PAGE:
An Inventory of the Historical Monuments in Essex, Volume 3, North East. Originally published by His Majesty's Stationery Office, London, 1922.
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92. WAKES COLNE. (B.c.)
(O.S. 6 in. xvii. S.E.)
Wakes Colne is a parish and small village 5 m. E. of Halstead. The church is the principal monument.
(1). Parish Church of All Saints stands at the S. end of the parish. The walls are of flint rubble coursed in the earlier work and with limestone dressings; the roofs are tiled. The Nave and a central tower were built about the middle of the 12th century. In the 14th century the Chancel was rebuilt probably of greater length than the existing building. Probably in the 14th century the central tower with its E. arch was removed. Early in the 15th century the W. bellturret was erected and the North Porch added. The church was restored in the 19th century when the E. wall was rebuilt and the South Vestry and organ-chamber added.
Architectural Description—The Chancel (34½ ft. by 17½ ft.) has a modern E. wall and window. The side walls have each a set-back showing the eastern extent of the former central tower. In the N. wall is a 14th-century window, very much restored and of two cinquefoiled lights with a quatrefoil in a two-centred head with a moulded label; further W. is an early 16th-century doorway with a three-centred head, opening into a staircase in the thickness of the wall; the top of the staircase is at a suitable level for a rood-loft but its easterly position is more appropriate to a lenten-veil screen. In the S. wall is a window uniform with N. window and further W. is a modern arch and doorway to the organ-chamber and vestry. The two-centred chancel-arch, formerly the W. arch of the tower, is of 14th-century date and of three chamfered orders; the plain responds are thicker at the base and have on the W. face the angle roll of the outer order of the 12th-century responds.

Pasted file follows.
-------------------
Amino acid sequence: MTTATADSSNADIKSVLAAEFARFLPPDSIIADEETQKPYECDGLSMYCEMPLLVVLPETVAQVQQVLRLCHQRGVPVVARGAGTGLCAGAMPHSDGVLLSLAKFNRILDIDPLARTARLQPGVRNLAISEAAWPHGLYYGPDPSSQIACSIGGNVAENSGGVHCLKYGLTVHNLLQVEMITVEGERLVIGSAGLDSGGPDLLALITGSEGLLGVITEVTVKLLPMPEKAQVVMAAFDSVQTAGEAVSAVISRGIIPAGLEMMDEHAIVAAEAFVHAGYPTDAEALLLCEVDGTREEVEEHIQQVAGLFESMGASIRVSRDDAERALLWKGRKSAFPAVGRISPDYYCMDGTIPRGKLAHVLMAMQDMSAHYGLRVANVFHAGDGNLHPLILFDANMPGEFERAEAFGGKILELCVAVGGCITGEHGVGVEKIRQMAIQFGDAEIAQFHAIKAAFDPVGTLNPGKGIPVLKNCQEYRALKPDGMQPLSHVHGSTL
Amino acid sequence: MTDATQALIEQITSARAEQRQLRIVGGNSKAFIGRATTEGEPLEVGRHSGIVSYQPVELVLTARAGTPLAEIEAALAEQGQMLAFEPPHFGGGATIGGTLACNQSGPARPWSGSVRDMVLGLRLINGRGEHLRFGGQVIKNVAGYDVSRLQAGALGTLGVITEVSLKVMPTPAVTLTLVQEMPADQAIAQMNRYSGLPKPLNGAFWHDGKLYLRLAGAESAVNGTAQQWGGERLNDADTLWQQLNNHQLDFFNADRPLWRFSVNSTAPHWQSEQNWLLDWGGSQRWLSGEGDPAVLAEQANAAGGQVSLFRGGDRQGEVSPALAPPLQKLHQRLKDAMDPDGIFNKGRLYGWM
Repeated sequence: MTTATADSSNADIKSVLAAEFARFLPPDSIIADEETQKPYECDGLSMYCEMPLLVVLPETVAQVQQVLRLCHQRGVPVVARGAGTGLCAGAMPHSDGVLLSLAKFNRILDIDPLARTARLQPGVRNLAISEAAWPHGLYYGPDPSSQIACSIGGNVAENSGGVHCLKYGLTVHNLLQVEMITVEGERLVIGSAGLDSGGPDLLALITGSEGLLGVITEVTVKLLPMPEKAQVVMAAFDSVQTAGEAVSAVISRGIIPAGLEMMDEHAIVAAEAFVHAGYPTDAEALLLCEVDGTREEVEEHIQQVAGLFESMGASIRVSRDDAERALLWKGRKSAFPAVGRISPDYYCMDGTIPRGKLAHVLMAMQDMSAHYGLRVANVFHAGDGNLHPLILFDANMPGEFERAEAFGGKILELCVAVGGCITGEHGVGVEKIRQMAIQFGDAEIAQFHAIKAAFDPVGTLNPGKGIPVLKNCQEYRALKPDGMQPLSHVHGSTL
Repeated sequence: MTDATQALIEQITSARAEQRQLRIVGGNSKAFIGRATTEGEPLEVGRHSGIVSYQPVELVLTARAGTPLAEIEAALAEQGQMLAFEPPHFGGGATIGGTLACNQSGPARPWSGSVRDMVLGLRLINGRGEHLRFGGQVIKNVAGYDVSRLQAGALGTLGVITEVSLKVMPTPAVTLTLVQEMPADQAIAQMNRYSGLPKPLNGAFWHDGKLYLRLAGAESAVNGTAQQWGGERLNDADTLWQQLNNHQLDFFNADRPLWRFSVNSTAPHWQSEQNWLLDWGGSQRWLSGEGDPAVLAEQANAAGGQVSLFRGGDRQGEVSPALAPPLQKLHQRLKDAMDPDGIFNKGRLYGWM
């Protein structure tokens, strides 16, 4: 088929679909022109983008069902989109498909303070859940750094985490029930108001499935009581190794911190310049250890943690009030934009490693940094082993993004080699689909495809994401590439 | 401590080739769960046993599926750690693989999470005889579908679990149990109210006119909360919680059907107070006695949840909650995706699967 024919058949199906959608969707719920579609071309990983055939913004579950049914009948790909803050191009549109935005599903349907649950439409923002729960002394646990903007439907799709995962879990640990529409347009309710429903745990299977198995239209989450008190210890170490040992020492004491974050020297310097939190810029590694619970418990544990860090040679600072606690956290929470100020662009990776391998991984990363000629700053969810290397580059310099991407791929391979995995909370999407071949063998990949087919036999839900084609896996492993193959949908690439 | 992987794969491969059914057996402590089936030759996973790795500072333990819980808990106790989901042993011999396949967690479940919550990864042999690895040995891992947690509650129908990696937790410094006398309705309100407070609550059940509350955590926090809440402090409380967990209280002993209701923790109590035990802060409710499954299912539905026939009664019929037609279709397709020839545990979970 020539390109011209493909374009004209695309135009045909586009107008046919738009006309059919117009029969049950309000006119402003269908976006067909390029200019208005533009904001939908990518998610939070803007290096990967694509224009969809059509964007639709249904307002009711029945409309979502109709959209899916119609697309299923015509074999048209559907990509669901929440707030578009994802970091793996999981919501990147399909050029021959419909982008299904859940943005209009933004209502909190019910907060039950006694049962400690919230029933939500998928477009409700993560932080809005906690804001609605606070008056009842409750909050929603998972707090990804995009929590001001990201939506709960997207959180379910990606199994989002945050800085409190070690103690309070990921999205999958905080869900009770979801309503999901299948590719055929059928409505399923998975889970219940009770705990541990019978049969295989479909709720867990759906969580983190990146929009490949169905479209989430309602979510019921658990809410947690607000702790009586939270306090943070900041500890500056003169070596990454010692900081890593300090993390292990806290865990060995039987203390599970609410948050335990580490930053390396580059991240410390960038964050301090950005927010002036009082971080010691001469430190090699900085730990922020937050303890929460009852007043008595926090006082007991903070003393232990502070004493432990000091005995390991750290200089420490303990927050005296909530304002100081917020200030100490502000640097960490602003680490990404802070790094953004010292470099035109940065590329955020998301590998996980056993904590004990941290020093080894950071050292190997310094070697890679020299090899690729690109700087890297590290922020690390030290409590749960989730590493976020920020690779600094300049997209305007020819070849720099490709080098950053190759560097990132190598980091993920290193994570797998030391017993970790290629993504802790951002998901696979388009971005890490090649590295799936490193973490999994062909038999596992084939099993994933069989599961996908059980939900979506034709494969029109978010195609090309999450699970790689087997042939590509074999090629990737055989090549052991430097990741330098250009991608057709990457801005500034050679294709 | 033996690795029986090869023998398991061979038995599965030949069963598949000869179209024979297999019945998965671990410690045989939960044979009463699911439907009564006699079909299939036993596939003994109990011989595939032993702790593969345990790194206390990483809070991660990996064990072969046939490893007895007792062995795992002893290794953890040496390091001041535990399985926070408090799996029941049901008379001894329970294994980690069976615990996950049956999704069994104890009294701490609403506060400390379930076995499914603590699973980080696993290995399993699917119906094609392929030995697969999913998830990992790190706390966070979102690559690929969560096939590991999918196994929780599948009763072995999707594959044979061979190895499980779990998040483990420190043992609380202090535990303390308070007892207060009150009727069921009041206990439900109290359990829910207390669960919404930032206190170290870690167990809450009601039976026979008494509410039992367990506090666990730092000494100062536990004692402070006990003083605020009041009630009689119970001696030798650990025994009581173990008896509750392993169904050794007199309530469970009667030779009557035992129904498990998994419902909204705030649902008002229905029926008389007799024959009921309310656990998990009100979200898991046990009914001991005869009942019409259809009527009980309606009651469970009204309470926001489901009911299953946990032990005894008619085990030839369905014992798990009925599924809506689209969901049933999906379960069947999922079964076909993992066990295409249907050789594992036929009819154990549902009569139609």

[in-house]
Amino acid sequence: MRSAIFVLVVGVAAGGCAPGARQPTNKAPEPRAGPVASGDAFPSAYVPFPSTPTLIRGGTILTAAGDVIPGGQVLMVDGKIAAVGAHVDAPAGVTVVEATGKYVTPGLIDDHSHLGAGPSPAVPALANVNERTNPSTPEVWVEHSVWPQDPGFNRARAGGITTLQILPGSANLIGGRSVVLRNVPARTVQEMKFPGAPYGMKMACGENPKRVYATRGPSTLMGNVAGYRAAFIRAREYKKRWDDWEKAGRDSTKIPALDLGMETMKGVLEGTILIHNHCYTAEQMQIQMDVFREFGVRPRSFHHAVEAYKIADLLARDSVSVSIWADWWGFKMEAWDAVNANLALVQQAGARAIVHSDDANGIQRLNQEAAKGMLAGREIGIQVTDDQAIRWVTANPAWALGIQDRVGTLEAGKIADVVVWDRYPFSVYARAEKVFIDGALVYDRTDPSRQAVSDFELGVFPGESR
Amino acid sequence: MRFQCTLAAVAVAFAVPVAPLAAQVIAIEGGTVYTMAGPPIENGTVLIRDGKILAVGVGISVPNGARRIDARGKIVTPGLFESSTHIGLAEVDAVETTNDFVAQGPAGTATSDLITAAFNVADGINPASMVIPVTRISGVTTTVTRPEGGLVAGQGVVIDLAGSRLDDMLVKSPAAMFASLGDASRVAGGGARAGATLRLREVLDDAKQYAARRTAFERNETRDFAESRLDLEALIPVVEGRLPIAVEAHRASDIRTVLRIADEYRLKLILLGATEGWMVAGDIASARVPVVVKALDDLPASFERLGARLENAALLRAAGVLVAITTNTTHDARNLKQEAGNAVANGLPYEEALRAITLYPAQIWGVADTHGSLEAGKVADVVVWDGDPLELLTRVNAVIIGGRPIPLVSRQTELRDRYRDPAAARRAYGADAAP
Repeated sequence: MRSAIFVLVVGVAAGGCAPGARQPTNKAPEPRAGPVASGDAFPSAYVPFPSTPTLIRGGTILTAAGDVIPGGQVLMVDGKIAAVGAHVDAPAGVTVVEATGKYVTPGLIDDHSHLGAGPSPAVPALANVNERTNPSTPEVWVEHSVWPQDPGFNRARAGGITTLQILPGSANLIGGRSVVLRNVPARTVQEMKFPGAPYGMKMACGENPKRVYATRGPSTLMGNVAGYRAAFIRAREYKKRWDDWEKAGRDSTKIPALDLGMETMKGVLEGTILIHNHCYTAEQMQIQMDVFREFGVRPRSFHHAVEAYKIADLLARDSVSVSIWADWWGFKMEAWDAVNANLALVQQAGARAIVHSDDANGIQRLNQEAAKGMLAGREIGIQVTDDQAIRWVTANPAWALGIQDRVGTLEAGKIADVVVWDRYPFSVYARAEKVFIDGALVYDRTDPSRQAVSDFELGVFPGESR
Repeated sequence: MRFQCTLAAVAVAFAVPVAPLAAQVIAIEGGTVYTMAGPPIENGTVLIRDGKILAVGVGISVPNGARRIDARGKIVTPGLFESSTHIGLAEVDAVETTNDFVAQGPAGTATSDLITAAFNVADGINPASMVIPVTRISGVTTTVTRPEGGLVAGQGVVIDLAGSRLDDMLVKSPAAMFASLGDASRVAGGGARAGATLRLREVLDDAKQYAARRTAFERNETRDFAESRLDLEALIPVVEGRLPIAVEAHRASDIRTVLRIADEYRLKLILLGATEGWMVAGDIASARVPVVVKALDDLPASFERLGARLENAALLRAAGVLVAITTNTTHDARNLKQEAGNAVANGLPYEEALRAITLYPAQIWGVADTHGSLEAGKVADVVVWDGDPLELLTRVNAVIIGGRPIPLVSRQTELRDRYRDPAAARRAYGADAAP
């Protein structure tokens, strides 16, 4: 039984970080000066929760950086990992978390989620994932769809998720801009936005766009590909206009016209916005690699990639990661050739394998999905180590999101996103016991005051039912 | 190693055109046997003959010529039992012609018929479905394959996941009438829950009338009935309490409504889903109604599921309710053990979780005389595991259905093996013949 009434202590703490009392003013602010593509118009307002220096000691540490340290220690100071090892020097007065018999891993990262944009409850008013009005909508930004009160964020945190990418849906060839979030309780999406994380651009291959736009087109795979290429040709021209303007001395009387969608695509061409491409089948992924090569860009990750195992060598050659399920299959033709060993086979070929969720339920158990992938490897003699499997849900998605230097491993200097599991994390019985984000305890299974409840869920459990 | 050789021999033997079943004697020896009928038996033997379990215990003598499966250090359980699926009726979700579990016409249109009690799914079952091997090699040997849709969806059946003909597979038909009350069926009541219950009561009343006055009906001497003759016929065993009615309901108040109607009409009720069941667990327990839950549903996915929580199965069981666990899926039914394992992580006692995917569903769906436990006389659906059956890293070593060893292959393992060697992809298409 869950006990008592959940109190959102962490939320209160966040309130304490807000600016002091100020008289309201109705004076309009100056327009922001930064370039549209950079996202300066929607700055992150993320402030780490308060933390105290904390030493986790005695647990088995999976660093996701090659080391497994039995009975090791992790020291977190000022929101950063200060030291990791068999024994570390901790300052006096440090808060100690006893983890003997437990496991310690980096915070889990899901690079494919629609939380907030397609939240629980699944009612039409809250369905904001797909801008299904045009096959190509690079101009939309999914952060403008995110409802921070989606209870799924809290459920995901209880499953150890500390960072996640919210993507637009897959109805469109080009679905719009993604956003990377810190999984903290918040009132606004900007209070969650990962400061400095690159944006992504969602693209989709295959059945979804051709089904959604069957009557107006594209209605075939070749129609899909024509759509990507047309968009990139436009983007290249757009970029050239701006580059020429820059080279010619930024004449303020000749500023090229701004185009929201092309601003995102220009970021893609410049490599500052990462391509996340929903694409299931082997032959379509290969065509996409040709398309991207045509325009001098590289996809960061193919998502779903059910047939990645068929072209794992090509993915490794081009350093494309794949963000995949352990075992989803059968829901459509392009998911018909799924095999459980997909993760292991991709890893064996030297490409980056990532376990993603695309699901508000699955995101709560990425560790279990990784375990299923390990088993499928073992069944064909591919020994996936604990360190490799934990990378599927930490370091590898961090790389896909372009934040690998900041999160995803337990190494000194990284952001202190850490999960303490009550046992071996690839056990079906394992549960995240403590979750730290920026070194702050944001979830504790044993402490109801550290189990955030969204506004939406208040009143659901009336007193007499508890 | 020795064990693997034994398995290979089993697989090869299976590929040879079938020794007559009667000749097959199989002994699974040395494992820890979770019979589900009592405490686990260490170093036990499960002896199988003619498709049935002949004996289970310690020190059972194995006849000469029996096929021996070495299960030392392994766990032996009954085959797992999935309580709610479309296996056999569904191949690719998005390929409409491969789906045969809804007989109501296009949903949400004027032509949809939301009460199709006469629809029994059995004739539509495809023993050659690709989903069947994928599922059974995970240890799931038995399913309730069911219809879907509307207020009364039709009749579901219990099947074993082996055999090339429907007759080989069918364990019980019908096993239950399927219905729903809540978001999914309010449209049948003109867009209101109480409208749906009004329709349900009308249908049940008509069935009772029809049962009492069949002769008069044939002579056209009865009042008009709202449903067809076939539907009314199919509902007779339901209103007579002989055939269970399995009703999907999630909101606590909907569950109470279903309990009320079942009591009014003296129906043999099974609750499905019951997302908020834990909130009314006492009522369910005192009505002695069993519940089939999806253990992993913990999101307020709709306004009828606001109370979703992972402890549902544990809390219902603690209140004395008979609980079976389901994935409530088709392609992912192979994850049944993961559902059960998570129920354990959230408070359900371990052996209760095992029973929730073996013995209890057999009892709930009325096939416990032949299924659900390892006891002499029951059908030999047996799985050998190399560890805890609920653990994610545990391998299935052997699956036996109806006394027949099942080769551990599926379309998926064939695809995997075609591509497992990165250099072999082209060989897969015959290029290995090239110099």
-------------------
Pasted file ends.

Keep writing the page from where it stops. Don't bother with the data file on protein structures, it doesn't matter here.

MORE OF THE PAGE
The Nave (49¼ ft. by 22 ft.) has in the N. wall four windows; the easternmost is of early 14th-century date and of two trefoiled ogee lights with a quatrefoil in a two-centred head with a moulded label; the other three windows are of the 12th century and each of a single round-headed light set high in the wall; the 12th-century N. doorway is round-headed and of two orders, one plain and continuous the other moulded and springing from a shaft with cushion capital and defaced moulded base. In the S. wall are four windows; the easternmost is similar to the easternmost in the N. wall; further W. were three 12th-century windows similar to those in the N. wall, but of these the middle one is now blocked and the western has been widened and a modern two-light window inserted in the opening; below the blocked window is a late 16th-century window of brick, of three transomed lights in a square head; the 12th-century S. doorway has plain jambs and round arch. In the W. wall is a modern window. The bell-turret at the W. end of the nave stands on tie-beams, the eastern resting on wall-posts with curved braces and moulded corbels and the western with four posts carried down to the floor and all of early 15th-century date; the two middle posts are octagonal with moulded stops.
The North Porch is of timber standing on modern brick walls. The framework is partly of the 15th century together with the cusped and sub-cusped barge-boards.